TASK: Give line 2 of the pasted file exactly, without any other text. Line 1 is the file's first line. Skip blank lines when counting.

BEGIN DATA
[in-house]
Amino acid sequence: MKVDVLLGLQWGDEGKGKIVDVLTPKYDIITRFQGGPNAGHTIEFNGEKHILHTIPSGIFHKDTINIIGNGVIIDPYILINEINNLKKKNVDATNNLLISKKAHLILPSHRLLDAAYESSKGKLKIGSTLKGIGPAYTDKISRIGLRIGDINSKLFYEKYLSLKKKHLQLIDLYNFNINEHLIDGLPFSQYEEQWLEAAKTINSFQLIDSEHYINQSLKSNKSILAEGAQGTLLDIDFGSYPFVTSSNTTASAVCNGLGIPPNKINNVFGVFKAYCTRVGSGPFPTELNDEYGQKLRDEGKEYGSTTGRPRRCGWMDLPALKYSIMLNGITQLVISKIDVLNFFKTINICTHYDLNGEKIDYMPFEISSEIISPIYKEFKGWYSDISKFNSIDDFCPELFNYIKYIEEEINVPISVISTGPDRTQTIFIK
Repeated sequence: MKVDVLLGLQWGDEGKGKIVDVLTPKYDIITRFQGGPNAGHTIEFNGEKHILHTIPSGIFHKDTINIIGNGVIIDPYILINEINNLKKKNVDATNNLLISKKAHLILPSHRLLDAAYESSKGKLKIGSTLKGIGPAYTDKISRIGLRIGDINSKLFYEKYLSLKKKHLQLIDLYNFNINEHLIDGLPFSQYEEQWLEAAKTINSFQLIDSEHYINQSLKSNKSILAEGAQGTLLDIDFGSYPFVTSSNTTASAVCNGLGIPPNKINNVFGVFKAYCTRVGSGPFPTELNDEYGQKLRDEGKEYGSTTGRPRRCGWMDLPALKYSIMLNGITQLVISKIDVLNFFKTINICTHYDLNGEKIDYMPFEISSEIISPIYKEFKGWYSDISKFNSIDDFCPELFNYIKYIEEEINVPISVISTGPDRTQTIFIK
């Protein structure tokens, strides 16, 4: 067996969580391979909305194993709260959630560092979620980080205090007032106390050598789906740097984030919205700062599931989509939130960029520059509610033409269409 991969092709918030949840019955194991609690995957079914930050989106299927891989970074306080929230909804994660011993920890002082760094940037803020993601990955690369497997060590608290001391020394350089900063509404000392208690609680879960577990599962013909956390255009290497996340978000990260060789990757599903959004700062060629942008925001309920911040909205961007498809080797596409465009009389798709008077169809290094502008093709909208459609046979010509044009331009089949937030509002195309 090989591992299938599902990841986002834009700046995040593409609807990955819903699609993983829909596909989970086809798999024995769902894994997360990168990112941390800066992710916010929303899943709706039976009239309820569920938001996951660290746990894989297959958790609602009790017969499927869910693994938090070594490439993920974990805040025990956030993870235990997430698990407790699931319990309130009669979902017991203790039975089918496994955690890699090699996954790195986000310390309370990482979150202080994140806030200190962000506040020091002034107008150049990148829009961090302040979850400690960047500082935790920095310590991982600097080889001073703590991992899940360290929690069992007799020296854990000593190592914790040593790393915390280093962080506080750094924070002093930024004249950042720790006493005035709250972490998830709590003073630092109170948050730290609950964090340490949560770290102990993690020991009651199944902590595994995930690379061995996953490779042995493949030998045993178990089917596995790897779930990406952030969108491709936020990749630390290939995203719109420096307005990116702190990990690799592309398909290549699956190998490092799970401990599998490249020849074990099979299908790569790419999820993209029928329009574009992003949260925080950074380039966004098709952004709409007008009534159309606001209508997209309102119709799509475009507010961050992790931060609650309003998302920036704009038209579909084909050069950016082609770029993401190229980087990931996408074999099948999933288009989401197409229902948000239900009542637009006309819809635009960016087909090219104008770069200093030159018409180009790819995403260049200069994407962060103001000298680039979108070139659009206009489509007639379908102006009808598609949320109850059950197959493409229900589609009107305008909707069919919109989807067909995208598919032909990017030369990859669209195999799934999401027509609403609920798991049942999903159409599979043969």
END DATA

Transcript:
Amino acid sequence: MKVDVLLGLQWGDEGKGKIVDVLTPKYDIITRFQGGPNAGHTIEFNGEKHILHTIPSGIFHKDTINIIGNGVIIDPYILINEINNLKKKNVDATNNLLISKKAHLILPSHRLLDAAYESSKGKLKIGSTLKGIGPAYTDKISRIGLRIGDINSKLFYEKYLSLKKKHLQLIDLYNFNINEHLIDGLPFSQYEEQWLEAAKTINSFQLIDSEHYINQSLKSNKSILAEGAQGTLLDIDFGSYPFVTSSNTTASAVCNGLGIPPNKINNVFGVFKAYCTRVGSGPFPTELNDEYGQKLRDEGKEYGSTTGRPRRCGWMDLPALKYSIMLNGITQLVISKIDVLNFFKTINICTHYDLNGEKIDYMPFEISSEIISPIYKEFKGWYSDISKFNSIDDFCPELFNYIKYIEEEINVPISVISTGPDRTQTIFIK